The Central Banks are Worried, or at Least, They Should Be Worried

Asset Backed Commercial Paper [ABCP].   We’re going to hear a lot more about this, and soon.  The Wall Street Journal leads off today with an article on how money market funds are scampering to buy T-bills, and don’t want to touch A2/P2 paper, or any ABCP, no matter how high quality, which is half of the CP market.  Bloomberg provides this summary as well, highlighting that as ABCP conduits collapse the relatively high quality securities that they are financing will need to make their way onto the balance sheets of other investors.  The ABCP conduits can extend their maturities 30-45 days or so, but unless conditions improve in a month or two, there will be a lot of paper brought to the market as the ABCP conduits collapse.  Some of those assets can be financed at 5.75% at the discount window, so maybe the Fed can brake some of the damage.  On the other hand, the National Bank of Canada bought C$2 billion of ABCP from its company’s money market funds.  Much of the rest of ABCP in Canada is converting the obligations into long-dated floating rate notes, which is a correct way to finance longer dated paper.

Yesterday, the Wall Street Journal explained why the FOMC moved the discount rate.  A large portion of the argument is the demand for T-bills from money market funds sending T-bill yields temporarily below 1%, and settling yesterday a little above 3%.  Anytime the spread between Treasury bill yields and Eurodollar yields (offshore dollar bank lending rates) gets too great, there is a lack of confidence in the banking system.  The discount rate will do something to help here, but only a cut in Fed funds will get the speculative juices going, for good and for ill.  As it stands, yesterday, at 2.40%, the TED [Treasury-Eurodollar] spread is the highest it has been since the crash in 1987, when it hit nearly 3%.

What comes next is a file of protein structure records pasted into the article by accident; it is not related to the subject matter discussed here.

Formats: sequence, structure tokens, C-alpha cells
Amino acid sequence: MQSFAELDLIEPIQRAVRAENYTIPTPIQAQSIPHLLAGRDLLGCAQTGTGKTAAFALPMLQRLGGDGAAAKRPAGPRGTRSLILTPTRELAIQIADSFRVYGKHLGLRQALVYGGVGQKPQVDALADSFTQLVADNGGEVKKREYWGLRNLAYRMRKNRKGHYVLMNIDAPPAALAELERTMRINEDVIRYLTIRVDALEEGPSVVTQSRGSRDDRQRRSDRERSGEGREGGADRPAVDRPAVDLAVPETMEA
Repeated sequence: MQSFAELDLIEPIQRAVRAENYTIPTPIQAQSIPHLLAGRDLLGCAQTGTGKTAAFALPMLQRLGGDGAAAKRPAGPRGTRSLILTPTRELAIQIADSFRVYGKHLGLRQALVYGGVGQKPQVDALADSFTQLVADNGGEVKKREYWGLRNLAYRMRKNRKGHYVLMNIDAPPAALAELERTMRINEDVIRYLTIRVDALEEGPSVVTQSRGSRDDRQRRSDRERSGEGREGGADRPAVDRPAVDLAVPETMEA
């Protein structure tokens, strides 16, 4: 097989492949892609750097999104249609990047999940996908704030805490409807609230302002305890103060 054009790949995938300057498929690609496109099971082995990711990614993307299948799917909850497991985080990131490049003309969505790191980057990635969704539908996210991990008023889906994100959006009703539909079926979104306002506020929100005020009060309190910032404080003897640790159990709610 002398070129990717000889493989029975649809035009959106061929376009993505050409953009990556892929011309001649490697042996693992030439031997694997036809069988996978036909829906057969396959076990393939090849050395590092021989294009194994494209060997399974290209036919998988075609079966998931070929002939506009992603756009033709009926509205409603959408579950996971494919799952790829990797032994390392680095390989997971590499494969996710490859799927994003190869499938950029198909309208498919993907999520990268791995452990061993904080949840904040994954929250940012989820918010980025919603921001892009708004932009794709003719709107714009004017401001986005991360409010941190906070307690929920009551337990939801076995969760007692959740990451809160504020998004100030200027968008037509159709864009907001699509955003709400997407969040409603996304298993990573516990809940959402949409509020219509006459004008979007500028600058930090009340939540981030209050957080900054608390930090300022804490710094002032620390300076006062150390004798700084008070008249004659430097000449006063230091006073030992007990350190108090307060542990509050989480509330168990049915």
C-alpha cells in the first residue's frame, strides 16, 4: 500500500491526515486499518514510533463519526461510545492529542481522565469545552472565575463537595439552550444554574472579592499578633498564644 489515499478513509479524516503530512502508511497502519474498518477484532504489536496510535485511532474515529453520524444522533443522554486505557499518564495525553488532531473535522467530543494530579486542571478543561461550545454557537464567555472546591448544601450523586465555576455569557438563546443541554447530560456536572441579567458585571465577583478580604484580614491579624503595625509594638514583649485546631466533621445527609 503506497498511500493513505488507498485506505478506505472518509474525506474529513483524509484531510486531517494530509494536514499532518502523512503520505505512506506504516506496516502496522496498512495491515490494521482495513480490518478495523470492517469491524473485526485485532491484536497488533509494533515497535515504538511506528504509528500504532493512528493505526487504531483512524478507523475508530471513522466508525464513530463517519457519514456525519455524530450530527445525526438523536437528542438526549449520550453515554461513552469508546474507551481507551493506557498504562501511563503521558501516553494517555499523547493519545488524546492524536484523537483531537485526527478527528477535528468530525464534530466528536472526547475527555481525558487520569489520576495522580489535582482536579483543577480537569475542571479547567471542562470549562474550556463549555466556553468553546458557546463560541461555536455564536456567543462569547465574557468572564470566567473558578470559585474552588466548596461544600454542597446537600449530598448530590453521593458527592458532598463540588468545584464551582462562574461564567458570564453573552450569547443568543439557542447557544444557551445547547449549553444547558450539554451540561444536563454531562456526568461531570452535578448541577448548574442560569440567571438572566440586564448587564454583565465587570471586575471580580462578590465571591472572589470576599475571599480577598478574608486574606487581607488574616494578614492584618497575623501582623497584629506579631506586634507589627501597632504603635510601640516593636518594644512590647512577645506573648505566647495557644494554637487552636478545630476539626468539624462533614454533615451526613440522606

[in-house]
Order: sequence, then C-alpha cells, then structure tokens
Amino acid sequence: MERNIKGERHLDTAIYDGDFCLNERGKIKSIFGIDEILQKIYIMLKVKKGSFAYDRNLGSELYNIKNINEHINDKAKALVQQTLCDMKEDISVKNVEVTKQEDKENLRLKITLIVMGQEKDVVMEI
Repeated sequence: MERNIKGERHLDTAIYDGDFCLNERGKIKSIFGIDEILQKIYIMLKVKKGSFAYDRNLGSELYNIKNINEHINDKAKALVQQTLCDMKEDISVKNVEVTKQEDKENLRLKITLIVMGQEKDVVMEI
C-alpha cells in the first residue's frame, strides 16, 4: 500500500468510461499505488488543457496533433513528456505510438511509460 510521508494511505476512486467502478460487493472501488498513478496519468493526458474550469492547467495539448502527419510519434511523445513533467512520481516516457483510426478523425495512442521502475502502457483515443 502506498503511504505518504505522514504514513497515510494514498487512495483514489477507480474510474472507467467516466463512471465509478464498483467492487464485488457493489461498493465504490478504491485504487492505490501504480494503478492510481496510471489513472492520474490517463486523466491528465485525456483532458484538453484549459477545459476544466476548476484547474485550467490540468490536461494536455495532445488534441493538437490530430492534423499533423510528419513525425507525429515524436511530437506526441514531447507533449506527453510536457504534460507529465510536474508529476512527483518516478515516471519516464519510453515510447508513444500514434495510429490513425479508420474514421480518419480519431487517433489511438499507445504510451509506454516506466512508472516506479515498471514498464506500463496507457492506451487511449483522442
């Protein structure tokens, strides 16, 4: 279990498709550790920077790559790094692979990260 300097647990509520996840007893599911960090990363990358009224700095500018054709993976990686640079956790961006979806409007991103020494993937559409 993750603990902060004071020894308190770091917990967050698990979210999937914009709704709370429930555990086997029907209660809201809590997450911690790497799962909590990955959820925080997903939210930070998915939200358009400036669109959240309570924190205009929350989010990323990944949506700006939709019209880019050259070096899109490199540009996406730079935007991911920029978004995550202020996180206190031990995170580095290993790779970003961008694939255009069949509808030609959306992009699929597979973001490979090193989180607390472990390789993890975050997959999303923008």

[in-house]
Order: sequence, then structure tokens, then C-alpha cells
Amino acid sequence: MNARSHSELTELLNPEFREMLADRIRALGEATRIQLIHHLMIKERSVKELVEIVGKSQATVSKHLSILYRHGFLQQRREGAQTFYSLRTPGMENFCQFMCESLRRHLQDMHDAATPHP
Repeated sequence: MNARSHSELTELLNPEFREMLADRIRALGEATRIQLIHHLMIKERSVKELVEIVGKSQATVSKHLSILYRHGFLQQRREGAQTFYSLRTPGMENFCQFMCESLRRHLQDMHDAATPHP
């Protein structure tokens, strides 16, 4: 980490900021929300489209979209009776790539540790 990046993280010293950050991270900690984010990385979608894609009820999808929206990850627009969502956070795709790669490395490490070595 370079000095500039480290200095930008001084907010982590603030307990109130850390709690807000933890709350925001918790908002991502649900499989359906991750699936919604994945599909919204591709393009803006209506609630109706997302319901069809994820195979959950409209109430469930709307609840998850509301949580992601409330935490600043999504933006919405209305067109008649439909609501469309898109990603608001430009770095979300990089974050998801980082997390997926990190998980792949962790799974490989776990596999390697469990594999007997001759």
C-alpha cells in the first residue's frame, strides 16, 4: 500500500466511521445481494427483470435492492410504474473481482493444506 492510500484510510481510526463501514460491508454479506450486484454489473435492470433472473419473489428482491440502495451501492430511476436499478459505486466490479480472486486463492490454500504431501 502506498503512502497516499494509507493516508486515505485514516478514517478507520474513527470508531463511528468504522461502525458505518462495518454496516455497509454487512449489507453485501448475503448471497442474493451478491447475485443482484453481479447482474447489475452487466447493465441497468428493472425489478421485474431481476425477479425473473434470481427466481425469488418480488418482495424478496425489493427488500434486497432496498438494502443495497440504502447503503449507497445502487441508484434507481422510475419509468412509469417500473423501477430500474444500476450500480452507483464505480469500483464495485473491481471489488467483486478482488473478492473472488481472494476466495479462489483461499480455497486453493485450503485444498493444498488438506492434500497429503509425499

Now, why did Deutsche Bank borrow at the discount window?  Borrowing hardly strikes me as supporting the actions of the Federal Reserve, regardless of what DB says.  Now the ECB at this point is in no mood to raise rates.  As it is, the ABCP problem has forced the bailout of the Sachsen Landesbank.  What will break next?

This isn’t pretty, and while I think Jim Griffin is being too optimistic about how this crisis will turn out, it is worth noting that when lots of stocks hit new lows, it is often a good time to be investing.

One final note: orthodox economic theory says that crises can be stopped by a large economic actor (today, a central bank) being willing to lend unlimitedly with good collateral at a penalty rate.  What that implies is that some parties will go under, for whom the penalty rate is too high.  This keeps discipline in the system, while still rescuing the system.  Unfortunately, that is not true today.  5.75% is inadequate compensation for many of the risks taken on by the Federal Reserve through the discount window.  It may rescue some marginal entities, but it will promote inflation and moral hazard.

That’s all for tonight, I’m beat.

Full disclosure: long DB